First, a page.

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‘Real Housewives of Salt Lake City’ star Jennifer Shah faces telephone marketing charges

‘Real Housewives of Salt Lake City’ star Jennifer Shah faces telephone marketing charges

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LOWER MANHATTAN, New York City – Federal prosecutors are seeking a 10-year sentence for a member of “The Real Housewives of Salt Lake City” who they say lived lavishly after defrauding thousands of people nationwide in a telemarketing scam had, many of them old people.

But her lawyer says she shouldn’t face more than three years behind bars.

Jennifer Shah’s fate will be decided on Friday by US District Judge Sidney H. Stein, who in July presided over her guilty plea to conspiracy charges into involvement in a massive fraud for nearly a decade.

Prosecutors said in a filing that Shah used the profits from her scam to live a life of luxury, which included a nearly 10,000-square-foot eight-hearth mansion called the “Shah Ski Chalet” in the resort town of Park City, Utah. The home, they said, is now up for sale for $7.4 million.

They said she also rented an apartment in Midtown Manhattan, leased a Porsche Panamera, bought hundreds of thousands of dollars worth of luxury goods, and financed various cosmetic procedures while cheating the Internal Revenue Service out of hundreds of thousands of dollars.

Prosecutors attacked her conduct following her arrest on March 30, 2021, saying Shah lied to law enforcement in a voluntarily taped interview before launching a public reputation-cleansing campaign in which she “repeatedly, vehemently and falsely protested her innocence.” .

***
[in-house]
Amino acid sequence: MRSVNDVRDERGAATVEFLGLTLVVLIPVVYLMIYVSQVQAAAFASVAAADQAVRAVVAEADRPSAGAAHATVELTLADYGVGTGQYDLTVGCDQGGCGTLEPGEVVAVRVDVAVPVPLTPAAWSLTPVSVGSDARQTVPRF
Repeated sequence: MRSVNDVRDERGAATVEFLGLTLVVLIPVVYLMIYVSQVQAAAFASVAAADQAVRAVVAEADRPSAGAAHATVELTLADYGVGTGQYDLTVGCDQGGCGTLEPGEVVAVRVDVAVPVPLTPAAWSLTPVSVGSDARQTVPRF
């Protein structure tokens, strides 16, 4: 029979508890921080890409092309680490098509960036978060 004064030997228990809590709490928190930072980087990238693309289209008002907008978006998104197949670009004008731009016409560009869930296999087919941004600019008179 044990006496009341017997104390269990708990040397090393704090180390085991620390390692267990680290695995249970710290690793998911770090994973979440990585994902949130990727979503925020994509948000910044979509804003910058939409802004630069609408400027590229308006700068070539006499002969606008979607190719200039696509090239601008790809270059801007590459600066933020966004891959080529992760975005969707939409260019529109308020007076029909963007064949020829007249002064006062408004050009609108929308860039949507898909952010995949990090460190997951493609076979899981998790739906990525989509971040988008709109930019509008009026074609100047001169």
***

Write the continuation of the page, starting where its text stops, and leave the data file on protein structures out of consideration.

The government said it also appeared to mock the charges against them, claiming that “the only thing I’m guilty of is being shah-mazing,” and then profited by by marketing “Justice for Jen” merchandise after her arrest, as she ordered others to lie while trying to hide her behavior from investigators.

The scam, authorities say, spanned from 2012 to March 2021, when it promoted bogus services that allowed people to make significant amounts of money through online businesses.

Meanwhile, defense attorneys downplayed Shah’s role in the fraud in their submission to the judge, saying “many, many people” were involved in the long-running telemarketing scheme that led so many individuals to seek worthless services from to buy companies in which Shah was involved.

They wrote that the cheating “was a mistake that not only ruined her own life but broke her heart as she witnessed the damage her actions caused.”

According to the lawyers, it was carried out “as part of an industry that operates on a fine line between legal and illegal”.

“Ms. Shah was involved in both the legitimate and fraudulent sides of this industry,” her attorneys said.

Noting that an individual previously convicted of fraud was sentenced to more than seven years in prison, the attorneys said Shah is not like co-defendants who are “essentially career scammers; people who have spent their lives hopping from plan to plan; professional scammers with no honesty dollars to their names.”

They added: “Prior to committing these acts, Ms. Shah’s entire life was one of hard, honest work, respectable accomplishments and a hard-earned reputation for true generosity for more than four decades.”

Copyright © 2023 by The Associated Press. All rights reserved.

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